With the latest PISA scores released recently, it was revealed that the top Chinese cities had topped the average across countries around the world for reading, numeracy & science. In addition to these indicators, PISA set out to measure the global competency of students that built on their specific cognitive and socio-emotional skills including, reasoning with information, communicating in intercultural contexts, taking different perspectives, conflict resolution & adaptability. Many of these traits and behaviors are frequently mentioned as part of this 21st century learning skills by Partnership for 21st Century Learning (now referred to as Battelle for Kids). It comes as no surprise that many Chinese parents today see international schools as a haven for domestic students to move away from the over -competitiveness of the Chinese education systems. Rather, they’d prefer their students to develop a global mindset and intercultural competence, as stated in a recent study done after interviewing Chinese parents.
We are now living in an increasingly interconnected, diverse and rapidly changing world. Emerging economic, digital, cultural, demographic and environmental forces are shaping young people’s lives around the planet and increasing their encounters with people, ideas & concepts beyond their typical classroom & communities on a daily basis. When we apply this at VMA, our students are faced with solving complex issues covered by our international educators & curriculum. The content and concepts that are being researched online or just the day-to-day interactions with international music, TV shows, etc. has massively driven them to rethink about how the world works. Students in this global society must learn to live harmoniously in a multicultural community, thrive in a changing labour market & learn to use media platforms more effectively and responsibly.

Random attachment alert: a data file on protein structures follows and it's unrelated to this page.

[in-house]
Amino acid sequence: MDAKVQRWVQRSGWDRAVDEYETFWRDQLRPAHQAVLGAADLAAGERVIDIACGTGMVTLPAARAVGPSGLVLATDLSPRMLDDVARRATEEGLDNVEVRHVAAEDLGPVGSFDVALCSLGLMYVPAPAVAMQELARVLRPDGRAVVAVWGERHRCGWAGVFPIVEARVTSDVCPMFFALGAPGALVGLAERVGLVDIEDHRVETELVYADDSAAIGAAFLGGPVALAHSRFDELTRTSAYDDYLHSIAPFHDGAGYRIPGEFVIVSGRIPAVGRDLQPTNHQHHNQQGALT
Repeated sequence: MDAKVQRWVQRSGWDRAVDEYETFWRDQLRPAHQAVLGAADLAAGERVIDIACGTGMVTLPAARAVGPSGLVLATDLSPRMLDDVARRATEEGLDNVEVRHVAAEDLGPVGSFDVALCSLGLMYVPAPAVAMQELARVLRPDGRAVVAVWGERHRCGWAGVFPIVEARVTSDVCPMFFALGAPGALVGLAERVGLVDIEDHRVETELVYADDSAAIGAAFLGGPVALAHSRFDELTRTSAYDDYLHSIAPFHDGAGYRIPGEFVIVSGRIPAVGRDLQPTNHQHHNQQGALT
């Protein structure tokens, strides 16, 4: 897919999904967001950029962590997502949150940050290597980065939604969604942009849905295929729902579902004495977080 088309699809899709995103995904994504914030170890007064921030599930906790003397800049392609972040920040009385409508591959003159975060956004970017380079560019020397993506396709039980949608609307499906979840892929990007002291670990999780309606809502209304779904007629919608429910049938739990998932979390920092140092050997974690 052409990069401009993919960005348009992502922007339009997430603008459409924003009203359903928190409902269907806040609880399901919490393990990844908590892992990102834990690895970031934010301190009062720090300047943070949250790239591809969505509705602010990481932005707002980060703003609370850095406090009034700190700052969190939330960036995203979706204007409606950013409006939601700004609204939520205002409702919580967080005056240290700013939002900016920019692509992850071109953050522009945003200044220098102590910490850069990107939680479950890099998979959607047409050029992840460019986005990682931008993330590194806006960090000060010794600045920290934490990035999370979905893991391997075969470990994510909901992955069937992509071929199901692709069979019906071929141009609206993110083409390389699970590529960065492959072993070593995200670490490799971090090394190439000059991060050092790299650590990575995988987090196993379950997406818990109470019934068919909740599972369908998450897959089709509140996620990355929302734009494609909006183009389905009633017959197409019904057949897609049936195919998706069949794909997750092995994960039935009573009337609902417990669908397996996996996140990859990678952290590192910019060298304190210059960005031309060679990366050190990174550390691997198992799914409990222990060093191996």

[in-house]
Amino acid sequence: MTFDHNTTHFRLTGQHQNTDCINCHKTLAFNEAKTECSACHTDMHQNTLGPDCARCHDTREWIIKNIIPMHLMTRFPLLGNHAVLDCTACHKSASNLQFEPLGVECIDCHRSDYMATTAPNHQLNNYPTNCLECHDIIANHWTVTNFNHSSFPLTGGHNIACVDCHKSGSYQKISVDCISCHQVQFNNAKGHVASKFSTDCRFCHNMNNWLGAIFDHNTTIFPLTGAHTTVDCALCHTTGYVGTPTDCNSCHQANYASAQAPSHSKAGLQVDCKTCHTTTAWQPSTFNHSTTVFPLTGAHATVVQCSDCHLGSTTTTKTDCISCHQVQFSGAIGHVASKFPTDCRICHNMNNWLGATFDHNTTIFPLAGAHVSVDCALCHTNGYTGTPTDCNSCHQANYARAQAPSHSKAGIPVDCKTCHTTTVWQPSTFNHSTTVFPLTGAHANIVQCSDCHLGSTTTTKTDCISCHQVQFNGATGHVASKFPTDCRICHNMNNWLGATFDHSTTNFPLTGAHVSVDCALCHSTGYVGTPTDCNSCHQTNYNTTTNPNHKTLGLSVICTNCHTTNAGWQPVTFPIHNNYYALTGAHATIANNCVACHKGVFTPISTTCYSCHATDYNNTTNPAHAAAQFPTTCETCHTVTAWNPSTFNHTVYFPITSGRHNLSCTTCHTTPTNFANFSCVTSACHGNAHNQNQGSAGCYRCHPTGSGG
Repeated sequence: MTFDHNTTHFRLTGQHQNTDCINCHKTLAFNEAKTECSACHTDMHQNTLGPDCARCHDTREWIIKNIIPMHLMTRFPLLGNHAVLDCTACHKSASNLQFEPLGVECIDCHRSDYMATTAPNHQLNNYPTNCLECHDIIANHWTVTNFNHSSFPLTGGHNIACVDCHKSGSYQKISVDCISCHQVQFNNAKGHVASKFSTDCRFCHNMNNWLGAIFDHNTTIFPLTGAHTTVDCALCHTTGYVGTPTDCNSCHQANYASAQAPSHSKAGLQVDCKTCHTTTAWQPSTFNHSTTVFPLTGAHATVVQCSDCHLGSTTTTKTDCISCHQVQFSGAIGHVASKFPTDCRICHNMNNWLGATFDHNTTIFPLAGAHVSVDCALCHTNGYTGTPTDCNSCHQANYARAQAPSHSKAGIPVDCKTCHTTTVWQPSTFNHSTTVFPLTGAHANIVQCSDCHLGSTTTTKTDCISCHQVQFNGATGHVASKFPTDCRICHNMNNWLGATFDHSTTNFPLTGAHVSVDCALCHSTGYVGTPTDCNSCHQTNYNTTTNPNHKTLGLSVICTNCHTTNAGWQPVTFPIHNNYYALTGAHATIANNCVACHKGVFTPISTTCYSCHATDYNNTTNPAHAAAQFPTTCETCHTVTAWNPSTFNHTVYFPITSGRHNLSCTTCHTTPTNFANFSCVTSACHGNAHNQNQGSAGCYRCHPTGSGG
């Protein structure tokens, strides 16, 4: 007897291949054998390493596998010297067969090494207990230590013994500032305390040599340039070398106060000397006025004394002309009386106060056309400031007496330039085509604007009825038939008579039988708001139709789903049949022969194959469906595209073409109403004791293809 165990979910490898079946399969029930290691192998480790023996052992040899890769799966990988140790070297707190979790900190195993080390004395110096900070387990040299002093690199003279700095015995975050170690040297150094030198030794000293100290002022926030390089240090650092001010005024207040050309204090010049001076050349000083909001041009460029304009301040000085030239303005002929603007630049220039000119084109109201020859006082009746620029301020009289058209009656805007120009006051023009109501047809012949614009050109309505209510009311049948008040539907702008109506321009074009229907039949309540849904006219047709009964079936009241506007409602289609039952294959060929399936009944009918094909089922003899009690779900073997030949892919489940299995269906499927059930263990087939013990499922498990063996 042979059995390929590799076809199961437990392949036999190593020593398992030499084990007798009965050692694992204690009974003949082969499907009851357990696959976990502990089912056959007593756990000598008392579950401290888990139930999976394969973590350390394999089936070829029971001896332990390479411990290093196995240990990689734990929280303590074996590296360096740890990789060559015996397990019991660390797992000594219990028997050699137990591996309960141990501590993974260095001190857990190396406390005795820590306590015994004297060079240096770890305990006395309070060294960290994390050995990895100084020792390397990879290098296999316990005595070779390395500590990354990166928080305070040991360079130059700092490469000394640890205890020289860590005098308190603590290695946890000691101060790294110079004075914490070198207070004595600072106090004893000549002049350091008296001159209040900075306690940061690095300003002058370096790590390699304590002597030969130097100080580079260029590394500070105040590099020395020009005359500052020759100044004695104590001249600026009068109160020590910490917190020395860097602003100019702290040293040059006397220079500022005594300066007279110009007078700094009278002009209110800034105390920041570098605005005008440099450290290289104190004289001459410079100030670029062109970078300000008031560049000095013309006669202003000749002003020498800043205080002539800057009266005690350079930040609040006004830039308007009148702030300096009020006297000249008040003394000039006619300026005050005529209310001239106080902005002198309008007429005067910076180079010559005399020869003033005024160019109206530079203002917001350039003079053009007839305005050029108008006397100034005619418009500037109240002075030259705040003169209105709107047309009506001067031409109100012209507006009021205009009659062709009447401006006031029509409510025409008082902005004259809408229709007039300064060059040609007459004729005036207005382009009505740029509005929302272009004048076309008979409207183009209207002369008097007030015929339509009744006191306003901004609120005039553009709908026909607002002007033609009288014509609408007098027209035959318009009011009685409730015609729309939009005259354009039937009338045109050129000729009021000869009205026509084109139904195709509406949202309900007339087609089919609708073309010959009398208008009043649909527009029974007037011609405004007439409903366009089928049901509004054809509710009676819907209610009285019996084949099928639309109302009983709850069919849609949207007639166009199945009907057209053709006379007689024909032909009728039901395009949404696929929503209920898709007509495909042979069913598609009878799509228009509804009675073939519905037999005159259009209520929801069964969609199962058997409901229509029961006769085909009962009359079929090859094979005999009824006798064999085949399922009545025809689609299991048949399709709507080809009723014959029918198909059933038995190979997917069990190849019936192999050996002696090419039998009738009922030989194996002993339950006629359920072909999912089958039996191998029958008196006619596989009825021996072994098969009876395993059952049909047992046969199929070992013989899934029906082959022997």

Global competency is thus reflective of student’s knowledge, skills, attitudes and values of the world and their surroundings. This means that when students examine a global issue, they need to possess the relevant knowledge of this particular issue, the skills to transform the awareness to deeper understanding and the attitudes and values to reflect on the issue from multiple cultural perspectives. The following 4 dimensions of global competency were brought up by the OECD PISA Handbook as what constitutes a globally competent individual:
1. Examine local, global & intercultural issues
2. Understand and appreciate the perspectives and world views of others
3. Take action for collective well-being and sustainable development
4. Engage in open, appropriate and effective interactions across cultures.
At VMA, we believe that global competency is essential to develop world leaders & citizens. Therefore, we constantly provide opportunities for students to engage with these social issues, both in their classroom and beyond. We do this by including relevant subjects such as research seminars with real world issues such as plastic pollution, gaming addiction & even student depression as part of our curriculum. Beyond the classroom, our student clubs and initiatives are openly engaging recycling efforts to clean up the surrounding environment, building up awareness campaigns of teenage bullying, tackle mental health & wellbeing with social programs after-school.
As our world faces a growing number of social and environmental crisis, our students will have to come up with more creative solutions in addressing them. This takes an analytical mind who can examine the context of the issue, develop empathy in understanding other’s views, someone who takes initiative and engage others in solving these problems. This is what we do at VMA. We welcome your new ideas & active participation in the coming years.